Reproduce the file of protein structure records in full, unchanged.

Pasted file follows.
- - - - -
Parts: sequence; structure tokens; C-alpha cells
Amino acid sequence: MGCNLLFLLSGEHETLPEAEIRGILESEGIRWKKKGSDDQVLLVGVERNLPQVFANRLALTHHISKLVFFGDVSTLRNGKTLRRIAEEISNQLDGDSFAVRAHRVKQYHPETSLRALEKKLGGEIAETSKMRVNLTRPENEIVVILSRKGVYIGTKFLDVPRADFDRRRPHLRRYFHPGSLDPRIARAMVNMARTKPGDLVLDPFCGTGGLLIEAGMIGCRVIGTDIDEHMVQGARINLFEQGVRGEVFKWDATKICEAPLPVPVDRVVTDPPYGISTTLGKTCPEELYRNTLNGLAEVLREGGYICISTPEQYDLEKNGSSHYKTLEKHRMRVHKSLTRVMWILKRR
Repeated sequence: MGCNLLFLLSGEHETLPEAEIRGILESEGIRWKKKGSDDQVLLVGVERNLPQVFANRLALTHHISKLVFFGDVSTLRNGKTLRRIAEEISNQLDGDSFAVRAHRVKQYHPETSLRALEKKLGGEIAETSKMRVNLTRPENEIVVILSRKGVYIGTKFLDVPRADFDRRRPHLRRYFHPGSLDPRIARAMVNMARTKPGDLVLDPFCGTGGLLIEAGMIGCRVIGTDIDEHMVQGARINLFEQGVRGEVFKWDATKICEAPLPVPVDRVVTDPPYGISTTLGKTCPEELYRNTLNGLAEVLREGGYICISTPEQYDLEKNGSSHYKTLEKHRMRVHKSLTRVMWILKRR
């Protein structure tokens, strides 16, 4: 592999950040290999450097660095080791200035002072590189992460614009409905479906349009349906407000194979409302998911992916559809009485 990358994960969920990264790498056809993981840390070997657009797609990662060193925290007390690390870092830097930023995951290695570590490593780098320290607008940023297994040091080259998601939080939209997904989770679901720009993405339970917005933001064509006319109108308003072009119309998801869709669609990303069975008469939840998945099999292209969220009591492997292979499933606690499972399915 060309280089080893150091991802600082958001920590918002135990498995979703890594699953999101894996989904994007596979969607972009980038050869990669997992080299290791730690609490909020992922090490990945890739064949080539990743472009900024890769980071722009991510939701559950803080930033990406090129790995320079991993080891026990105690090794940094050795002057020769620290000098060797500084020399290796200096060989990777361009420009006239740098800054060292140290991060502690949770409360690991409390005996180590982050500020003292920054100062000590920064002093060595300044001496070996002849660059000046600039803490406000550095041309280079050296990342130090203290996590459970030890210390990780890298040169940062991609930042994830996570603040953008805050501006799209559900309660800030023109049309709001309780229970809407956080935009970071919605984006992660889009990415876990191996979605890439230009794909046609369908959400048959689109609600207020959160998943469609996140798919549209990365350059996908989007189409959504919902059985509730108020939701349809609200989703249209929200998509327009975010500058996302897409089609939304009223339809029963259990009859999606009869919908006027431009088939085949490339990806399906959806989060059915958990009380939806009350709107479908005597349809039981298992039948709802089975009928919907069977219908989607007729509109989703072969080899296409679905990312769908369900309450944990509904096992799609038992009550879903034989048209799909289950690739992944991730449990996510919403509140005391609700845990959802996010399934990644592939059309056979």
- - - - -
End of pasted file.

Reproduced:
Parts: sequence; structure tokens; C-alpha cells
Amino acid sequence: MGCNLLFLLSGEHETLPEAEIRGILESEGIRWKKKGSDDQVLLVGVERNLPQVFANRLALTHHISKLVFFGDVSTLRNGKTLRRIAEEISNQLDGDSFAVRAHRVKQYHPETSLRALEKKLGGEIAETSKMRVNLTRPENEIVVILSRKGVYIGTKFLDVPRADFDRRRPHLRRYFHPGSLDPRIARAMVNMARTKPGDLVLDPFCGTGGLLIEAGMIGCRVIGTDIDEHMVQGARINLFEQGVRGEVFKWDATKICEAPLPVPVDRVVTDPPYGISTTLGKTCPEELYRNTLNGLAEVLREGGYICISTPEQYDLEKNGSSHYKTLEKHRMRVHKSLTRVMWILKRR
Repeated sequence: MGCNLLFLLSGEHETLPEAEIRGILESEGIRWKKKGSDDQVLLVGVERNLPQVFANRLALTHHISKLVFFGDVSTLRNGKTLRRIAEEISNQLDGDSFAVRAHRVKQYHPETSLRALEKKLGGEIAETSKMRVNLTRPENEIVVILSRKGVYIGTKFLDVPRADFDRRRPHLRRYFHPGSLDPRIARAMVNMARTKPGDLVLDPFCGTGGLLIEAGMIGCRVIGTDIDEHMVQGARINLFEQGVRGEVFKWDATKICEAPLPVPVDRVVTDPPYGISTTLGKTCPEELYRNTLNGLAEVLREGGYICISTPEQYDLEKNGSSHYKTLEKHRMRVHKSLTRVMWILKRR
């Protein structure tokens, strides 16, 4: 592999950040290999450097660095080791200035002072590189992460614009409905479906349009349906407000194979409302998911992916559809009485 990358994960969920990264790498056809993981840390070997657009797609990662060193925290007390690390870092830097930023995951290695570590490593780098320290607008940023297994040091080259998601939080939209997904989770679901720009993405339970917005933001064509006319109108308003072009119309998801869709669609990303069975008469939840998945099999292209969220009591492997292979499933606690499972399915 060309280089080893150091991802600082958001920590918002135990498995979703890594699953999101894996989904994007596979969607972009980038050869990669997992080299290791730690609490909020992922090490990945890739064949080539990743472009900024890769980071722009991510939701559950803080930033990406090129790995320079991993080891026990105690090794940094050795002057020769620290000098060797500084020399290796200096060989990777361009420009006239740098800054060292140290991060502690949770409360690991409390005996180590982050500020003292920054100062000590920064002093060595300044001496070996002849660059000046600039803490406000550095041309280079050296990342130090203290996590459970030890210390990780890298040169940062991609930042994830996570603040953008805050501006799209559900309660800030023109049309709001309780229970809407956080935009970071919605984006992660889009990415876990191996979605890439230009794909046609369908959400048959689109609600207020959160998943469609996140798919549209990365350059996908989007189409959504919902059985509730108020939701349809609200989703249209929200998509327009975010500058996302897409089609939304009223339809029963259990009859999606009869919908006027431009088939085949490339990806399906959806989060059915958990009380939806009350709107479908005597349809039981298992039948709802089975009928919907069977219908989607007729509109989703072969080899296409679905990312769908369900309450944990509904096992799609038992009550879903034989048209799909289950690739992944991730449990996510919403509140005391609700845990959802996010399934990644592939059309056979």